Thursday, September 20, 2012

Ecosystems in the High Park fire area

The most common ecosystems in the High Park and Hewlett fire area are lower montane-foothill shrubland, ponderosa pine woodland, mixed conifer forest, and lodgepole pine forest.

Many square miles of these shrubland, woodland, and forest ecosystems were burned during the May and June fires. In August, LightHawk volunteer pilot Dan Evans flew CNHP’s Michael Menefee, Jill Handwerk, and Dave Anderson over the area. Although it was hazy, they were able to take many excellent photos of the burn effects. 

The view down the Poudre Canyon (at right) at its junction with Cedar Gulch (left). Slopes are mostly foothills shrubland dominated by mountain mahogany. Burned stands of mixed conifer are on north-facing slopes.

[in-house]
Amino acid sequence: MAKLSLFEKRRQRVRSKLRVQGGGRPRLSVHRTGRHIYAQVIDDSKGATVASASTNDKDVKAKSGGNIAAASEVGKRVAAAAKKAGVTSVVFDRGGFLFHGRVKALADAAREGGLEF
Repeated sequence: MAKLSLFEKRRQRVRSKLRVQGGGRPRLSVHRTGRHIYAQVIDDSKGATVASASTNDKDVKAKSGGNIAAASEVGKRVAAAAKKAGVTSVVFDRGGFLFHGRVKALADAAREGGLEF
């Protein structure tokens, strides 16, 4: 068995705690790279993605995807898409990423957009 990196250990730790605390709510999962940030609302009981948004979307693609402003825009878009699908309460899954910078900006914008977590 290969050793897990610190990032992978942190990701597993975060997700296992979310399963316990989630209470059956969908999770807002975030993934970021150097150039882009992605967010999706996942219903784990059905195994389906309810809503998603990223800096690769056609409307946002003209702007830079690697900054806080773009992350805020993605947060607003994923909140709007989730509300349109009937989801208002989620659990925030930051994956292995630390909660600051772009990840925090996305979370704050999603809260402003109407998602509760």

Closer view of burned mountain mahogany (gray circles) against a background of green grass and forbs. It doesn't look too bad from up here. The shrubs will resprout after being burned.

Burn mosaic of ponderosa pine and mixed conifer in the Bear Mountain area, south of the Cache la Poudre River. View is to the north toward the Narrows and Sheep Mountain beyond.

Fire edge at Pingree Road. Burned ponderosa woodland to the left, unburned woodland to the right.

Ponderosa burn mosaic at Buckhorn Mountain.

Fire boundary at Buckhorn Road. Burned lodgepole to the right, unburned to the left. There are many beetle-killed trees still standing in the unburned area.

Lodgepole burn mosaic, vicinity of West White Pine Mountain.

A closer view of burned lodgepole forest.

Jill, Michael, and Dave back on the ground after the flight.

Many thanks to Dan and LightHawk. Stay tuned for more High Park fire photos.

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